Sorry about that.
But it sort of popped into my head the other day when I was looking at the chicken before me, trying to decide how best to cook it. Before you start to worry, I wasn't contemplating turning it into any kind of desk top toy, or anything else other than a meal, but I reckon there are at least 101 ways to cook a chicken, and maximise the meal potential from a bird.
And if you maximise your bird, you reduce waste.
Food waste is a terrible thing.
We all know it.
And I'm not just talking about the terrible irritation that rises up when the kids turn their nose up at whatever you've put in front of them.
Food is expensive. People put lots of time and effort into growing, cultivating, preparing it and we spend our hard-earned money on it. We are extremely fortunate to live in a country where we have a huge variety of food available to us.
On the other hand, we live in a society where children still go hungry; where there is an increasing need for the food banks. It seems to me that we owe it to everyone, not least ourselves, to do better at wasting less food.
According to Love Food Hate Waste, "...We throw away 7.2 million tonnes of food and drink from our homes every year, the majority of which could have been eaten. It's costing us £12bn a year and is bad for the environment too"
This costs an average (if there is such a thing) family £50 a month. And apparently "If we all stop wasting food that could have been eaten, the benefit to the planet would be the equivalent of taking 1 in 5 cars off the road."
So, back to my chicken. It's true that buying a whole chicken usually represents better value for money than buying jointed pieces. You can get so much more out of it. If you get the opportunity, it's worth reading Rose Prince's book "The New English Kitchen" which is a great book, crammed with ideas for making meat (especially) go further. If not, you can work on the basic principle that for a family of 4, a whole chicken will give you at least 2 main meals, plus stock for soup and bits for sandwiches.
If you don't like 'boiling bones' as one of my friends delightfully calls it, the other way to get delicious chicken stock is to poach your chicken whole first. You can then eat it as you would roast chicken for your first meal, or turn some of the meat into a pie.
I got the idea for this pie from The Claire Macdonald Cookbook. I'm in awe of Claire Macdonald. She's a favourite of my mum's, and her recipes are really great. As a hotelier on Skye, cooking everyday, she produced 'homely dinner party' food which she hoped would be a treat for her guests to eat. I can't imagine anything nicer than spending a day out in the majestic Skye mountains or on the beaches, then coming back for the sort of food she was serving up. When I was flicking through the book, this pie seemed like just the sort of thing to serve up to the kids and the Husband after our first day back at school and work since the Italian escape. There's a good load of meat left for another meal and for some sarnies, and as a result of poaching the chicken I've got about 3 litres waiting to be used for other things. Marvellous. And don't balk at the addition of curry powder. It really works!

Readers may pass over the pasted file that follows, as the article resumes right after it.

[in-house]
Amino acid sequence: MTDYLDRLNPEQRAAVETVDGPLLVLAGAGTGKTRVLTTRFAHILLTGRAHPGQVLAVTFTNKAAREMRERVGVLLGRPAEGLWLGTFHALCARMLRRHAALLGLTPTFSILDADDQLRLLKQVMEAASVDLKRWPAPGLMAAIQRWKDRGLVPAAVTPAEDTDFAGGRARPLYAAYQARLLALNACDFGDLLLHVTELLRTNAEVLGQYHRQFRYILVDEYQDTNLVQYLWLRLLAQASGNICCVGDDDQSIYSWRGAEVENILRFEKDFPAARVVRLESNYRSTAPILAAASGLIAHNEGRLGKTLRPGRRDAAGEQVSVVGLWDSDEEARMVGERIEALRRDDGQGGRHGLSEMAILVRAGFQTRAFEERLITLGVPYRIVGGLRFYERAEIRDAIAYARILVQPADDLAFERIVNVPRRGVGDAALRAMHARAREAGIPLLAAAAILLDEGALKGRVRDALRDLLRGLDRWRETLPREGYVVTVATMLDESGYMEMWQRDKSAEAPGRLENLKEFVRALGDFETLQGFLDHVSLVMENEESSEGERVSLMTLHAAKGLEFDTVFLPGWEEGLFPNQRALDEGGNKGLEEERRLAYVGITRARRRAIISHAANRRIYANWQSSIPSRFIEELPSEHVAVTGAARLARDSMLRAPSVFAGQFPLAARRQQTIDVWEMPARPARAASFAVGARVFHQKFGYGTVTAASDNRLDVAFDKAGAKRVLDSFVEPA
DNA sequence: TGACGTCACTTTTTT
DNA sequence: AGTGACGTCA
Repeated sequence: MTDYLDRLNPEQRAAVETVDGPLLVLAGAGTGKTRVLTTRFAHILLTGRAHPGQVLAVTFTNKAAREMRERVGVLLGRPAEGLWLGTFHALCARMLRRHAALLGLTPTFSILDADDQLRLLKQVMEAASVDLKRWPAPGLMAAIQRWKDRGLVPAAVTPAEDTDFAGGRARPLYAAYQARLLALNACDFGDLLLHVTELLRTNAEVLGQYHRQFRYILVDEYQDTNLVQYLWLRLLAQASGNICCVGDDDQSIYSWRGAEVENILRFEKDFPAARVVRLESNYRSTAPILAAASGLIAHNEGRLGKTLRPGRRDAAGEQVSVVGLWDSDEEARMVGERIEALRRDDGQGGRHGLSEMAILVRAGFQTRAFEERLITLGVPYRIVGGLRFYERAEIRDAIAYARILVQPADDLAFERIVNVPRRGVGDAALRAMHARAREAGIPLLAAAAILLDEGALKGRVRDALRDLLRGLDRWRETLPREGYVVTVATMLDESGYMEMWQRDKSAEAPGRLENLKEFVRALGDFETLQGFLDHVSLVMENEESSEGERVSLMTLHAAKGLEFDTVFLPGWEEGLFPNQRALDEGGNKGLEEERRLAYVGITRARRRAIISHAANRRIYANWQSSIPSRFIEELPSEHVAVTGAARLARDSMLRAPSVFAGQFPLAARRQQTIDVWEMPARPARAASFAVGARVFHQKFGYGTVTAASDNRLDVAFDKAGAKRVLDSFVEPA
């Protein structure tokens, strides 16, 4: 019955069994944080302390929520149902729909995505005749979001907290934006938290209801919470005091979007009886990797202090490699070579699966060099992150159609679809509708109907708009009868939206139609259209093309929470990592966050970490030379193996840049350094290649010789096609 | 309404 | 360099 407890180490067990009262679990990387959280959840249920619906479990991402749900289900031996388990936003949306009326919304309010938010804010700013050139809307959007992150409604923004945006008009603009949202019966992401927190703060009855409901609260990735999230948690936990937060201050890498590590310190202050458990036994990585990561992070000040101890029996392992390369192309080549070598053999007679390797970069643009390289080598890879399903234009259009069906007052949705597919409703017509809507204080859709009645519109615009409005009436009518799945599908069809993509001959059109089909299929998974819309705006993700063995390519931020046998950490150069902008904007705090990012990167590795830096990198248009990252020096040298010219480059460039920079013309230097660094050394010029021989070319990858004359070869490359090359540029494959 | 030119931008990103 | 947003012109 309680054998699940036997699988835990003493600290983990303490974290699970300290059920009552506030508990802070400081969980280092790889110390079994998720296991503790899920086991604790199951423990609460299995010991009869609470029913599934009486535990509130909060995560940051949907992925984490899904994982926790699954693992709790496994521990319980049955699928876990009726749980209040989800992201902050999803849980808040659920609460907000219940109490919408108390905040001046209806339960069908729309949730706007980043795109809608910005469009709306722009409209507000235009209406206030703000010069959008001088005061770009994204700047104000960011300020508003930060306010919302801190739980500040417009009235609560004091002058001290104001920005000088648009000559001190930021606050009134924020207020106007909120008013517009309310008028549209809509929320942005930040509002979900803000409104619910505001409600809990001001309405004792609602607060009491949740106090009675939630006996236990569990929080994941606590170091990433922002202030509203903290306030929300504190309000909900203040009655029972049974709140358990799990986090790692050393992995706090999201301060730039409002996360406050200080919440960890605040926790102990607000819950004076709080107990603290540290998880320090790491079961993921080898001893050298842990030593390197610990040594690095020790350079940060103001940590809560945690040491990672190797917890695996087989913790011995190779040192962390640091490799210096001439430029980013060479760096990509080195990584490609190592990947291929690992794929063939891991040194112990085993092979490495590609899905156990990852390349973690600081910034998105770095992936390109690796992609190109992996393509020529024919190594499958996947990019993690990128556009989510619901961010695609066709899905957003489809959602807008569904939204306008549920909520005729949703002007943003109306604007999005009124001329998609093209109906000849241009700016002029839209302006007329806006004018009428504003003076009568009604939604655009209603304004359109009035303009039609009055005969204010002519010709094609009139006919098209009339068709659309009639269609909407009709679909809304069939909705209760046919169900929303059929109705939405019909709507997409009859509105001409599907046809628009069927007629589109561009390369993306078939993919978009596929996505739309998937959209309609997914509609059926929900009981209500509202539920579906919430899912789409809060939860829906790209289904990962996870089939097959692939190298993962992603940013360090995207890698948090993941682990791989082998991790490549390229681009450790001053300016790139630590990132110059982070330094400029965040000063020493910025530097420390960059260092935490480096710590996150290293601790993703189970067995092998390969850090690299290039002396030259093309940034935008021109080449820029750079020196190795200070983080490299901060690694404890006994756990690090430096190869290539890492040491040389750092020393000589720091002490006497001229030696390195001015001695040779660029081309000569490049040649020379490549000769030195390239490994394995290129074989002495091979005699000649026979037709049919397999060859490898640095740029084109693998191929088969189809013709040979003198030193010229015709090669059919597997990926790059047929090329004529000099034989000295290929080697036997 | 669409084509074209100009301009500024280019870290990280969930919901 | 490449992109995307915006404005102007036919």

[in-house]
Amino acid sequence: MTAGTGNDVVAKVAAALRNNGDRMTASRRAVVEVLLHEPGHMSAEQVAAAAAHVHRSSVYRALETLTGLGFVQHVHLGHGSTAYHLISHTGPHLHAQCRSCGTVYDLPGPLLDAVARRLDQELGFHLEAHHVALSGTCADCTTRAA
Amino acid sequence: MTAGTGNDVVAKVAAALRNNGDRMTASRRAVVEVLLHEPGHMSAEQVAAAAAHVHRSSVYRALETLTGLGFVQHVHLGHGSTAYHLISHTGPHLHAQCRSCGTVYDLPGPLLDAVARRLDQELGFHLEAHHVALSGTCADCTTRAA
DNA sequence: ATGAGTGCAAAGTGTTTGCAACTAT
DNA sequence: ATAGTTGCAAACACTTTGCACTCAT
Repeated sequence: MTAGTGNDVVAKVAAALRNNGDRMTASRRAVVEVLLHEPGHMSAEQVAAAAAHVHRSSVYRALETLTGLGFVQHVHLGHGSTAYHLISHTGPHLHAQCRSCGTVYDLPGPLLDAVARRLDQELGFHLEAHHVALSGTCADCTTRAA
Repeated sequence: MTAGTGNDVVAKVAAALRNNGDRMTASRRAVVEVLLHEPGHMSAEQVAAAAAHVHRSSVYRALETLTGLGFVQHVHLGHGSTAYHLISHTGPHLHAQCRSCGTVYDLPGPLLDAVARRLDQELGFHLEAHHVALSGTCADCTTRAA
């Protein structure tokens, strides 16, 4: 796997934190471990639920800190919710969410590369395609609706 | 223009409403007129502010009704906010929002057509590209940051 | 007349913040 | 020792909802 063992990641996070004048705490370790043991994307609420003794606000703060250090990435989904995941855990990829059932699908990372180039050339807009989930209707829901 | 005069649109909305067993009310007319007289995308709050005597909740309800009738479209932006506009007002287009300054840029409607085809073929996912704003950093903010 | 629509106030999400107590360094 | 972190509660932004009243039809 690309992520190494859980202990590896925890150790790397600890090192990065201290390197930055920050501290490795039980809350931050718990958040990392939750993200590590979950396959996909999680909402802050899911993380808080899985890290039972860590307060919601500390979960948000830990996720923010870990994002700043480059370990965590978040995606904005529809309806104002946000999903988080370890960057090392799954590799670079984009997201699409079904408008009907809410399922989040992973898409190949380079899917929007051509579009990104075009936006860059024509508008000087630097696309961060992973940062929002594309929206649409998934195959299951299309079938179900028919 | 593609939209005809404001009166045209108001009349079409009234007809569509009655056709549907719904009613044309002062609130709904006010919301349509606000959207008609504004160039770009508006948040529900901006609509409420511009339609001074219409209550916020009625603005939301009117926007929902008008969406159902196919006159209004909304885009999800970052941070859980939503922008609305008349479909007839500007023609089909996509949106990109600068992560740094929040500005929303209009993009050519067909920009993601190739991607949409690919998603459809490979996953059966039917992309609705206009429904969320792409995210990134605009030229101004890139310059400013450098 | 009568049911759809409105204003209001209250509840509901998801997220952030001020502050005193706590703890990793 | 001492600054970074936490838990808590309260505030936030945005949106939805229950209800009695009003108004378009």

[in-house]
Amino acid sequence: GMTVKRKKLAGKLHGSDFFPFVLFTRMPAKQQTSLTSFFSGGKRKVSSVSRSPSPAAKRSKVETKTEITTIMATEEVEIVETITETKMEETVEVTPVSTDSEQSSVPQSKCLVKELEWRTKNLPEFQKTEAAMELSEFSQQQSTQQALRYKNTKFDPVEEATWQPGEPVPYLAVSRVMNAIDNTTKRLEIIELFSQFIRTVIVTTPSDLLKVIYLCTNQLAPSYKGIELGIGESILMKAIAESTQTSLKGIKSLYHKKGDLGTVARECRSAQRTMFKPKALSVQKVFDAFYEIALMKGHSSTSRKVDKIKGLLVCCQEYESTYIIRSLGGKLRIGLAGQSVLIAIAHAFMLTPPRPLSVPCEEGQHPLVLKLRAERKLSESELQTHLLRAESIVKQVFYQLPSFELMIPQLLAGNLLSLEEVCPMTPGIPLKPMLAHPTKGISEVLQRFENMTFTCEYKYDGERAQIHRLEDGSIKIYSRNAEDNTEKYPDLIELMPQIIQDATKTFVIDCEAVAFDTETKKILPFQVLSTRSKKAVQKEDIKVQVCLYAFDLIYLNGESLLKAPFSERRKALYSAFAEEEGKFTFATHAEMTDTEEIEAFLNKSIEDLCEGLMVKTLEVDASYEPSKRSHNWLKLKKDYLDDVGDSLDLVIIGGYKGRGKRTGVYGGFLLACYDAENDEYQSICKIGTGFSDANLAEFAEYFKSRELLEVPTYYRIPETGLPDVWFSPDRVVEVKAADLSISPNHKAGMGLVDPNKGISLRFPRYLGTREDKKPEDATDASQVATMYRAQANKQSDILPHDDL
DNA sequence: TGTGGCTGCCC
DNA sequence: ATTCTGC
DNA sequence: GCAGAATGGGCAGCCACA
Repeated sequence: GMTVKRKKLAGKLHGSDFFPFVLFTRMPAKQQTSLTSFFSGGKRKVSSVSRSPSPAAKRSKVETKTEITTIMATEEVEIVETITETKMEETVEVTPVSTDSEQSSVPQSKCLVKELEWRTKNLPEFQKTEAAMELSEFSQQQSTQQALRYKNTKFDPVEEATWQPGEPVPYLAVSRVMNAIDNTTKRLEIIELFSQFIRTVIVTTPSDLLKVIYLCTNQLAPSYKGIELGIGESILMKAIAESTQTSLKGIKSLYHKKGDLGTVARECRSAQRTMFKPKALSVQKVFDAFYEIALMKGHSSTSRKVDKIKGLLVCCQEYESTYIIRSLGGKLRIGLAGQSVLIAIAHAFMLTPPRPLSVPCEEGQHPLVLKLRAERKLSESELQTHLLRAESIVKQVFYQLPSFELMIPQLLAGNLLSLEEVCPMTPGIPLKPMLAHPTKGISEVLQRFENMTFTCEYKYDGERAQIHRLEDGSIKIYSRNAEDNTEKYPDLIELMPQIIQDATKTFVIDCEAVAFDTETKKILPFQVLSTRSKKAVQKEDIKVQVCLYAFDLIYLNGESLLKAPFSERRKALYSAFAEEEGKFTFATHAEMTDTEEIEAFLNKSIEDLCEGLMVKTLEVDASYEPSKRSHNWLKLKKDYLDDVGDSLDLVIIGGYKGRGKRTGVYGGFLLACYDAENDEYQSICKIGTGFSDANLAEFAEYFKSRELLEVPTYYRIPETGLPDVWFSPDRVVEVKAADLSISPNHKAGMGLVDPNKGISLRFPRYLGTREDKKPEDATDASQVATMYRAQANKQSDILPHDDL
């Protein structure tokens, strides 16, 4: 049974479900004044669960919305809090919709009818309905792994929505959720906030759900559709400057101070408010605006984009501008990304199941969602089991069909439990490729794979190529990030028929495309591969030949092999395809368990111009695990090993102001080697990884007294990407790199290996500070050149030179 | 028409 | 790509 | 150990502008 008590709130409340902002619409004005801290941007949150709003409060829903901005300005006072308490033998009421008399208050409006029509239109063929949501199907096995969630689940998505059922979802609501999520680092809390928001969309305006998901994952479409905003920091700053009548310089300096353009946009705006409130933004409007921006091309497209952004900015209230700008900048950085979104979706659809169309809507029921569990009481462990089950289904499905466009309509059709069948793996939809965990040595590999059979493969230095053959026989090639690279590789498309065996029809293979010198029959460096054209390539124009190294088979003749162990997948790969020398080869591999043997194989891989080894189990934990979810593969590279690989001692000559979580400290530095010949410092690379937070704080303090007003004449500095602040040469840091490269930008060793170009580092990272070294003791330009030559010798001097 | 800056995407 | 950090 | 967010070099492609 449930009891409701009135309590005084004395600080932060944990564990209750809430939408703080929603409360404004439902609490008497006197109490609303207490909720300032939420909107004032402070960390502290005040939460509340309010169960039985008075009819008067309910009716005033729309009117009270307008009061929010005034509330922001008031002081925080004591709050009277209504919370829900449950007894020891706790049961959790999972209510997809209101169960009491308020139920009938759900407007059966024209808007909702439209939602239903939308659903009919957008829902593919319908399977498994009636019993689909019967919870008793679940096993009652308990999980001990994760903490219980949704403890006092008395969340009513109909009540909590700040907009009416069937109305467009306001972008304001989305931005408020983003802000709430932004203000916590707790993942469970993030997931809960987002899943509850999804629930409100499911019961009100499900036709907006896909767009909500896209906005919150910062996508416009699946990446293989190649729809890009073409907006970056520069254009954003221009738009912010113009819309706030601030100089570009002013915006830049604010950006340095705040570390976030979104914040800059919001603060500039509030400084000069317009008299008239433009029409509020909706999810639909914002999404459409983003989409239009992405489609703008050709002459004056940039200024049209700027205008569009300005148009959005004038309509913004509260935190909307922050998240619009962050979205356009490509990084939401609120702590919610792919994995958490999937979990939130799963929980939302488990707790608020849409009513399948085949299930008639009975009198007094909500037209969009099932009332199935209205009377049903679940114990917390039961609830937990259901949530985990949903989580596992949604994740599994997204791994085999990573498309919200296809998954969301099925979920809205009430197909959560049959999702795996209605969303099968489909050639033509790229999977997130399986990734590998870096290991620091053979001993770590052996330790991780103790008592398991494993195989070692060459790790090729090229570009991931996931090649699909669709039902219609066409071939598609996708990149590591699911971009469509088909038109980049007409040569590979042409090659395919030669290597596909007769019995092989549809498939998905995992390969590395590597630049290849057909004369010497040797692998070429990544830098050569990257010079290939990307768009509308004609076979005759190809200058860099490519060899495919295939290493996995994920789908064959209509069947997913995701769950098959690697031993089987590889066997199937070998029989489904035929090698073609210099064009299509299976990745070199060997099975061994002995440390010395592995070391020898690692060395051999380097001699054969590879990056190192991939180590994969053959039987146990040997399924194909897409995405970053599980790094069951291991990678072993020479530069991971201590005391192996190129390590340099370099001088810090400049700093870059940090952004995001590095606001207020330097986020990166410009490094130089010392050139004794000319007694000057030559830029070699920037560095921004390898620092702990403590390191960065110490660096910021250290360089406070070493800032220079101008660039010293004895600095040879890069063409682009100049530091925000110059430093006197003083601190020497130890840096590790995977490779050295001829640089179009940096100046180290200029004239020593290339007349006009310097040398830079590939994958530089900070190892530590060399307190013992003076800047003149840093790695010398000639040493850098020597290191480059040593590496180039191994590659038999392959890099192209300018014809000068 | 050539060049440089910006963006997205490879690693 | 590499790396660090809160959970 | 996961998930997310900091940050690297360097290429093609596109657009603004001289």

Chicken Leek & Parsley Pie
1 chicken - mine was 1.7 kg
1 carrot, cut into chunks
2 small red onions (or equivalent - I used what came in the veg box) peeled and halved for the poaching, plus 2 more peeled and finely diced for the filling
2 sticks of celery
2 bay leaves
A good sprig each of thyme and rosemary
A good handful of parsley, leaves & stalks, plus another good handful, thick stalks removed, finely chopped
2 leeks, cleaned and sliced reasonably thinly
25g plain flour
1/2 tsp mild curry powder
250 ml milk
100-150 ml stock reserved from cooking the chicken
salt & freshly ground black pepper
300g puff pastry
milk for glazing
First, cook the chicken. Put it into a large pan with the carrot chunks, the halved red onions, the bay, thyme, rosemary and the first handful of parsley, a few grinds of salt and pepper, then cover with water. Bring to the boil, then cover and simmer for an hour or so till the chicken is cooked. Allow to cool in the water.
Remove the chicken from the stock, and then strain it through a seive. Reserve what you need for the pie (100-150 ml) and put the rest aside for soup, risotto, or whatever you have planned for it.
Strip the meat off the carcass, and put a layer of chicken pieces in the bottom of your pie dish. I used the meat from the 2 legs (thighs and drumsticks) and some more of the 'brown' meat. The rest of the meat can be used in another meal. Watch this space.
Pre heat the oven to 220C
Melt the butter in a pan, and add the leeks and finely chopped onion. Cook gently till soft and transparent then stir in the flour and curry powder, cook for a minute or so, then stir in the milk and stock, and bring to the boil and cook till thickened. Add salt and pepper and the chopped parsley. Cook the sauce out for a few minutes, then pour over the meat and stir it all together to combine.
Cover the pie with the pastry, decorate as you see fit (pastry leaves are always a winner in my book, I don't care if anyone says they are naff), brush the pastry with milk, then bake for 20 minutes before reducing the temperature to 180 for another 20 minutes.
Serve the pie to your family. They will love you even more.